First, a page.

A New Kind of Video Game Console.


All that 1080p goodness isn’t just for gaming. OUYA brings all your favorite apps to the big screen, streaming shows, movies, and music directly into the living room.

The first thing to notice was that unlike Roku, Ouya delivers its promise. I started to play in seconds and in minutes I was able to install Netflix and play the content available for my account. While Roku's support deparment advice was kind of "please don't hack us"[1], With Ouya hacking is a given.

Yes, Netflix support is not "just click" and yes, you will need to know where to find and some kind of technical expertise for having Netflix "in minutes". But here, in the Global South, hacking your game console just to access content is a default. You need to go to a phisycal place where that happens, have your "trusted provider" for content and jailbreakings. Then you will start to add "cracked"[2] games, because the prices for them are prohibitive in this part of the world (in fact they're also in many places of the Global North). Now consider that you don't have to do any of that things with Ouya, because free to play and extending (sideloading [#sideloading]_ ) are part of the default experience and prices for console and games are reasonable even here!

Now imagine what can be done when content is not used to geosegregrate people. One of my main motivations was to see Netflix, but before that, I was able to enable excellent widely available content, like Ted Talks (both in Roku and Ouya) and Jamendo selected songs. Now add to that was is enabled by privacy aware p2p network apps. In fact, before Ouya, I had thought in some kind of p2p, privacy aware media + router device and Ouya mades me think that the time for such kind of devices has begun (but that would be also a theme for another post).

Final comments and suggestions

  • Netflix as other content and apps are still not smooth in Ouya. I lost a minor part of the screen, the down menu for browsing inside the season chapters is not available and pause/play is a little tricky. I think that this would change whith future versions of the Netflix apk and, hopefully, Ouya people will make some deal to include this as a free app in the market, because clearly, Netflix needs to run in as many devices as possible as a suscription content based business.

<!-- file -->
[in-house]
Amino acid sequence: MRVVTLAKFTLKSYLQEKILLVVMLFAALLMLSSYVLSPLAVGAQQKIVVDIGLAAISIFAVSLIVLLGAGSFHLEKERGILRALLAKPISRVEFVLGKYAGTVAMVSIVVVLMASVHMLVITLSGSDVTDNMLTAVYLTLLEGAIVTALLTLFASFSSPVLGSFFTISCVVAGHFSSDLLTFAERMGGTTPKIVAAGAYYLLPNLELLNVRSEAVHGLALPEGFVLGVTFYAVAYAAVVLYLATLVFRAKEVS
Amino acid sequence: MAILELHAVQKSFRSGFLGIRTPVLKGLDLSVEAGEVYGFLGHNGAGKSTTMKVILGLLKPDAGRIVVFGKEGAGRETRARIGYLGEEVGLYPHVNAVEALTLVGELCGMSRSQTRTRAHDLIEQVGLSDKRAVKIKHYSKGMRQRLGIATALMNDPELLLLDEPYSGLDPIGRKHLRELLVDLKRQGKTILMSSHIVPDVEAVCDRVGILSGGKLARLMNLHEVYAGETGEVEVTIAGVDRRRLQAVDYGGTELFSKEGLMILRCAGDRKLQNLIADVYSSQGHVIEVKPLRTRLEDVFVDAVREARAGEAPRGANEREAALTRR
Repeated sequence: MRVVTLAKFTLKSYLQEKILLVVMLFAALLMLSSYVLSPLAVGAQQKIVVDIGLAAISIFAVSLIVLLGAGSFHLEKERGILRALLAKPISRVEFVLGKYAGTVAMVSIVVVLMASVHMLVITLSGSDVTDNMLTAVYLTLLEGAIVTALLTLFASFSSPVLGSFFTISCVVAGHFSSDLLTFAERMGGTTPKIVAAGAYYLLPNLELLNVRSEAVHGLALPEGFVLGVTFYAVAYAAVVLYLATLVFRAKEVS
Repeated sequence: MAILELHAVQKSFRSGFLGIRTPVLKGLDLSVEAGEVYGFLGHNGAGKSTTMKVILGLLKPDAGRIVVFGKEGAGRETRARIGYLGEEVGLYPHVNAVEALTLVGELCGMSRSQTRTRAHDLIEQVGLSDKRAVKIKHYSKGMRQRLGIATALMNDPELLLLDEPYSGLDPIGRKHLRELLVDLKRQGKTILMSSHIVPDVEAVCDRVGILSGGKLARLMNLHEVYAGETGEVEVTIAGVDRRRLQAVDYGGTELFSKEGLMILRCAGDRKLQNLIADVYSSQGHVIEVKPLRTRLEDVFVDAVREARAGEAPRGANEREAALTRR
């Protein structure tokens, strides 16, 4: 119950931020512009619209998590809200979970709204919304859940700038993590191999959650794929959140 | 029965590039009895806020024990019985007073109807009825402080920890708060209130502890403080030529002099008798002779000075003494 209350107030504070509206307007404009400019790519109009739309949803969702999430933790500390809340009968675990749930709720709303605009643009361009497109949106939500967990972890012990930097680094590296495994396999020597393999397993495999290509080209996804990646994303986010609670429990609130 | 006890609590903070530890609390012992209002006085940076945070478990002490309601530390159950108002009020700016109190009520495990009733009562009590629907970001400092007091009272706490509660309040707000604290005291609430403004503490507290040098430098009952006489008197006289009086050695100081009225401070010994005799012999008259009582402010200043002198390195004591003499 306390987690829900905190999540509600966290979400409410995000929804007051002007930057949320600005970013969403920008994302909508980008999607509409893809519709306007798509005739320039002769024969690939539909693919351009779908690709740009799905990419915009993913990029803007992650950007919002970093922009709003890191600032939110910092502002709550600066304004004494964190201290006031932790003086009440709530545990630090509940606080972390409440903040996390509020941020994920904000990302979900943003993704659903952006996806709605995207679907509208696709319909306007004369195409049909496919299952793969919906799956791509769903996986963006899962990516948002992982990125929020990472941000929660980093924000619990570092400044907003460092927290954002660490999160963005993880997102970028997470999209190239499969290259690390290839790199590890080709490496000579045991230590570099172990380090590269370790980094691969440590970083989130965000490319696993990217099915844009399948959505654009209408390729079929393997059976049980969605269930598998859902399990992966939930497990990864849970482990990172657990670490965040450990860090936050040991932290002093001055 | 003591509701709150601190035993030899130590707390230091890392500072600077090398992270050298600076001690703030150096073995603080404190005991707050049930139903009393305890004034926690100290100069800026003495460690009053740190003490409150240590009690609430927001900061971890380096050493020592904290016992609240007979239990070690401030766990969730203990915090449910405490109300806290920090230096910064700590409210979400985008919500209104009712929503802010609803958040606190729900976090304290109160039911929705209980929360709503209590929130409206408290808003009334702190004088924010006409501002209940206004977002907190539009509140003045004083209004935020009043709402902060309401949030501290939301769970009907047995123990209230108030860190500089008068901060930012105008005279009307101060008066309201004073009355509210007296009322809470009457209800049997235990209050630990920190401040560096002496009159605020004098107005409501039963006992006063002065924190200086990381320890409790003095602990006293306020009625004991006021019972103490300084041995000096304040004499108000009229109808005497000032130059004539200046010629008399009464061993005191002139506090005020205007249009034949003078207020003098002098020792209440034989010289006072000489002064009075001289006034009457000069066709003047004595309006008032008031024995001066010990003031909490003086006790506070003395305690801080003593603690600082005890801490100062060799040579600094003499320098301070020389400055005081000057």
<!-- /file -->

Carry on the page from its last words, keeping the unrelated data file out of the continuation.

• The social aspect of Ouya needs a lot of work. Here are two places to improve first:
    • Because exploring is part of the experience, having user channels and social suscriptions and interactions that help with that exploration would be a key in getting the explorative advantange most clear and ordered. Think somethink like the collections of groveshark and how you can follow a user and his/her collections. So let's enable users channels of games and selections build in a community fashion.
    • In the same spirit, we need a more granular way to evaluate the game and gaming experience besides "thumbs up". I would suggest at least a scale like this:
      • Not of my taste
      • Good
      • Excelent
  • I have had some issues on reading USB thumb drives. Installing the ouya file explorer gives me a hint about proper hability to read, but files were not shown on xbmc, only on VLC. So the only way to have it working was after a reboot on the console (not the "soft" shutdown with the controller).
  • In the Global South I see Ouya as a family entertainment and media device. There is a potencial market for intermediaries which sell and support the device. I even imagine Ouya in the old fashioned neighborhood games Arcades and community centers. The sense of community, neighborhood and family is stronger here. In that scenarios we need multiuser support, PINs for credit card control and even a cloud account and external storage devices to load your games and other personal data even with low bandwith. But first things first: please put a PIN protected option for credit card for shared ouya environments.
  • And most importantly: don't do geo-segregation of people through content. I read that there is a provision for that on your developer's agreement and I can understand it as a legacy concern of a world that we're, hopefully, leving behind with the help of Internet. You at Ouya are getting a lot of things right, so please don't be wrong on this one.

Ouya is the first of many devices that will be fighting to fill the gap leave by TV and proposing and exploring new scenarios for a new TV mediated experience. The added value proposal of Ouya is a hackeable by design device with exploration and modification as a build in part of the experience with an open company that is willing to try, to make mistakes and to learn, but most importantly to let us do the same together with them and their support. This will be probably a revolution, and, as with many, it will be one that starts first at the periphery, where dynamics are different and the usual suspects are not looking.